Executive Briefings

Ocean Container Rate Increases on East-West Trades 'Disguise' Industry's 'Fundamental Weakness'

The recent increase in container freight rates on major east-west trades is no more than a flimsy disguise for the "fundamental weakness" of the ocean shipping industry, according to ocean freight rate benchmarking and market intelligence provider Xeneta.

Spot rates measured by the Shanghai Container Freight Index and Ningbo Containerized Freight Index rose sharply last week on the news South Korean ocean carrier Hanjin Shipping had filed for court receivership, leaving various ships stranded and some carriers refusing to tender cargo to or receive its cargo, at least temporarily.

Oslo-based Xeneta, which crowd-sources over 12 million contracted rates over 60,000 individual port pairs, said the “positive swing belies an industry still suffering from weak demand, increased void sailings and devastated profit margins.”

“The container ship sector has been in a state of flux for some time and, unfortunately for its key players, the prospect of stability remains a distant speck on the horizon,” said Xeneta CEO Patrik Berglund.

“Short-term rates have been rising on the main Far East Asian to North European port route, the world’s most important trade channel, since hitting lows in March. At that point, the market average price for a 40-foot container stood at $552, now it’s climbed to $1,172. On the face of it, this is a strong development for container ship companies, but the industry has been undermined by weak fundamentals for so long that it’s not quite that simple."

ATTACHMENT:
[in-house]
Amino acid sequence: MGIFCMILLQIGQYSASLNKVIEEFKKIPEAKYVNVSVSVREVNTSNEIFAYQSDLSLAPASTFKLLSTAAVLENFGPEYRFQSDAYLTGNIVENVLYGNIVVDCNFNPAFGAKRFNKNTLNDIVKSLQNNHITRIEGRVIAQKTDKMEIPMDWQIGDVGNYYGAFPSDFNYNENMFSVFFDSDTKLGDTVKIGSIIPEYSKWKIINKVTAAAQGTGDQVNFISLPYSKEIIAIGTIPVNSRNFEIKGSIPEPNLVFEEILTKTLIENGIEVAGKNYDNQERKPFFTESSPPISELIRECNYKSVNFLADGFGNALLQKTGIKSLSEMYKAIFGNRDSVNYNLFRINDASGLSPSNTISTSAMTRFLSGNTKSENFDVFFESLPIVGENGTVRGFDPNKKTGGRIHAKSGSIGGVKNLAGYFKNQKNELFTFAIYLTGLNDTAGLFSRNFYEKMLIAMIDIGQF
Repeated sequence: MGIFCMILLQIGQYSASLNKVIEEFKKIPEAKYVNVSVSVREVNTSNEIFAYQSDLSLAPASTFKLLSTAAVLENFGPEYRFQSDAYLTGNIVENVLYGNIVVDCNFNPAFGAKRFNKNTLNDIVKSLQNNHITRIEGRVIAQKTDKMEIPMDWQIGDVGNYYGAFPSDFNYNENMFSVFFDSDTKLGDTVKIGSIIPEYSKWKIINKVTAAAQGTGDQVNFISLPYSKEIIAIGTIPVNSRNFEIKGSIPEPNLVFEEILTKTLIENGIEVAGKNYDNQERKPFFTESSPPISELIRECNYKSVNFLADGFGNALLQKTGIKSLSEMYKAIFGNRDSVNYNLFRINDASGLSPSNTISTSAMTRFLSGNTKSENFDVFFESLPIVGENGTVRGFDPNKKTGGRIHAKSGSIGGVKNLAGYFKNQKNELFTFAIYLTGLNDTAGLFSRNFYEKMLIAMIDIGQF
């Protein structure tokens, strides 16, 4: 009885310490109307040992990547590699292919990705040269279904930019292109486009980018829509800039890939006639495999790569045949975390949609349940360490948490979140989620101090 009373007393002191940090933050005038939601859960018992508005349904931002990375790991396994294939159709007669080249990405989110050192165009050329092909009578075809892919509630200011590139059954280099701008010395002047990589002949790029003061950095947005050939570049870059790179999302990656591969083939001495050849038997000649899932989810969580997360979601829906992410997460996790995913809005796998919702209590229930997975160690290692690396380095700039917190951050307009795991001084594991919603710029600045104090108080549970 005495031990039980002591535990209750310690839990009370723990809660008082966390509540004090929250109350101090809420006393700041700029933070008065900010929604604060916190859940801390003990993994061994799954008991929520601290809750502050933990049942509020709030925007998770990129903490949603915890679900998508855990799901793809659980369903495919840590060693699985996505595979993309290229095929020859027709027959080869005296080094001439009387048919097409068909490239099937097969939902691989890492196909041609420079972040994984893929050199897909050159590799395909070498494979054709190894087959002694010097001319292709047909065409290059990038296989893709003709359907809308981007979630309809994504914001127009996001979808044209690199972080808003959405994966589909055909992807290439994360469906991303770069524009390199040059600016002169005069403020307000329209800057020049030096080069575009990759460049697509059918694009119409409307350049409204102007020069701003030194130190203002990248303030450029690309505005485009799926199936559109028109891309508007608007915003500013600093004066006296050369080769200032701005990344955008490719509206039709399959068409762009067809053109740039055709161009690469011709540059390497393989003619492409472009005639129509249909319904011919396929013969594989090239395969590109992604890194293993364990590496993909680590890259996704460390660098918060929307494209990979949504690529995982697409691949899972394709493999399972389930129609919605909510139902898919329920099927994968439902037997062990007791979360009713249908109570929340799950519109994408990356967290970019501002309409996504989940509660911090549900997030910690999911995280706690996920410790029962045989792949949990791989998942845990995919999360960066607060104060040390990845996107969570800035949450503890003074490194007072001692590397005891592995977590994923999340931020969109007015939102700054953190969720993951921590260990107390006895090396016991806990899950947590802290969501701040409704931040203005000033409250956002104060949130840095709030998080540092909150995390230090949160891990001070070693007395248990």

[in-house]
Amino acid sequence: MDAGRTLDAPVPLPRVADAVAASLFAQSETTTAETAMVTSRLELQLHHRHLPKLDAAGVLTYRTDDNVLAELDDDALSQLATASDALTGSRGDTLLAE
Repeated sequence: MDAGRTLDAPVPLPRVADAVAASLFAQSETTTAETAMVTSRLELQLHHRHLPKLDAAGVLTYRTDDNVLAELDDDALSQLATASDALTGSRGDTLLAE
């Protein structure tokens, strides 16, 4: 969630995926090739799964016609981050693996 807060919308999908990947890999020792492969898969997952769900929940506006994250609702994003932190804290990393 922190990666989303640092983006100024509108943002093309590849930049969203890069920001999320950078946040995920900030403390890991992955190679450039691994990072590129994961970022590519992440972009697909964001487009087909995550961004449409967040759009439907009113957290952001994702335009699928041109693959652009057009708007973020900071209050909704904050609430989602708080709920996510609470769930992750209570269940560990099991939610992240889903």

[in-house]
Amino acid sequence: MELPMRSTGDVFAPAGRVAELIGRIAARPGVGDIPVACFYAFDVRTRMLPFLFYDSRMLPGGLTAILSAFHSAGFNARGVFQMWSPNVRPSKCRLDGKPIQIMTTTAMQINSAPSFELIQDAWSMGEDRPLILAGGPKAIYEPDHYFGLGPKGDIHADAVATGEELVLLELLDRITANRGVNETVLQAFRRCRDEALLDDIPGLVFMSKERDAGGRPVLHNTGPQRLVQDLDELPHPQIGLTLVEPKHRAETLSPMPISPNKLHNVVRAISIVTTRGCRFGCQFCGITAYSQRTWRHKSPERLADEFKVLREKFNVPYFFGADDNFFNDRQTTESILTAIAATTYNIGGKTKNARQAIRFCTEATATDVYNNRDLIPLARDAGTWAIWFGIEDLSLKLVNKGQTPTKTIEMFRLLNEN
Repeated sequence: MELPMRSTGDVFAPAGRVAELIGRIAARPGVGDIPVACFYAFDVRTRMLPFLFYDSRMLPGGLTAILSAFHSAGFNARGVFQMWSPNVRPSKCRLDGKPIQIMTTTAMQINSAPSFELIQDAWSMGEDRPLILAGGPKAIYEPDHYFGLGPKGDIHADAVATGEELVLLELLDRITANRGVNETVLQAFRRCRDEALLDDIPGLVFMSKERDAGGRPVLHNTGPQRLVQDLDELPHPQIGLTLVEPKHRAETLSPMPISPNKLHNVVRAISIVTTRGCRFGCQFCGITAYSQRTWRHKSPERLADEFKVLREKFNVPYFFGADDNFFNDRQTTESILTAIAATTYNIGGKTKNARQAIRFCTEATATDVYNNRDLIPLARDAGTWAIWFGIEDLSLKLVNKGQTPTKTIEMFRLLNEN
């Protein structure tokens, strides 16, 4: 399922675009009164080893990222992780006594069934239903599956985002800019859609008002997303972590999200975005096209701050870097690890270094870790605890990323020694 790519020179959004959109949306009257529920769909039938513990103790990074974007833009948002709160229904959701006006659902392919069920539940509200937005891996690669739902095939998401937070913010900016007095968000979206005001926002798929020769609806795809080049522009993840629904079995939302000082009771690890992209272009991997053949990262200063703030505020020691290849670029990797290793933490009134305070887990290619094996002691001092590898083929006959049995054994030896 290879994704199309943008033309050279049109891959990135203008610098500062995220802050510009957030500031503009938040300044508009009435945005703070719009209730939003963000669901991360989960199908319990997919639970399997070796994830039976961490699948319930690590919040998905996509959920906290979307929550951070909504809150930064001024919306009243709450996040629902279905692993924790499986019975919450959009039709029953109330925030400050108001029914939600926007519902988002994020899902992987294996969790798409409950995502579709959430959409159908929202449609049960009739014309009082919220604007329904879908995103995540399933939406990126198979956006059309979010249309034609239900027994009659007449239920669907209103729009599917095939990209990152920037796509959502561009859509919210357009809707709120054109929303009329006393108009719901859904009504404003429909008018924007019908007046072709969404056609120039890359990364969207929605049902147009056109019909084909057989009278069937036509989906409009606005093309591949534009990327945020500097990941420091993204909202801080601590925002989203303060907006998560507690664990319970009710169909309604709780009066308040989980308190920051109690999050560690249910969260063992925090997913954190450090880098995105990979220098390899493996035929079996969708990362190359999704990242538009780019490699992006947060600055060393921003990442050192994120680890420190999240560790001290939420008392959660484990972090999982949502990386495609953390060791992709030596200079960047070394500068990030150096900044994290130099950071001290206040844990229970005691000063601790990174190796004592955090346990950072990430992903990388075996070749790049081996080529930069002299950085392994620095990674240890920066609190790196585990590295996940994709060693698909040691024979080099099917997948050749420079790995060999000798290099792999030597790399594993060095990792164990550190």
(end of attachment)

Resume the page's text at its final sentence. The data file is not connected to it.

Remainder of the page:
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Spot rates measured by the Shanghai Container Freight Index and Ningbo Containerized Freight Index rose sharply last week on the news South Korean ocean carrier Hanjin Shipping had filed for court receivership, leaving various ships stranded and some carriers refusing to tender cargo to or receive its cargo, at least temporarily.

Oslo-based Xeneta, which crowd-sources over 12 million contracted rates over 60,000 individual port pairs, said the “positive swing belies an industry still suffering from weak demand, increased void sailings and devastated profit margins.”

“The container ship sector has been in a state of flux for some time and, unfortunately for its key players, the prospect of stability remains a distant speck on the horizon,” said Xeneta CEO Patrik Berglund.

“Short-term rates have been rising on the main Far East Asian to North European port route, the world’s most important trade channel, since hitting lows in March. At that point, the market average price for a 40-foot container stood at $552, now it’s climbed to $1,172. On the face of it, this is a strong development for container ship companies, but the industry has been undermined by weak fundamentals for so long that it’s not quite that simple."

Read Full Article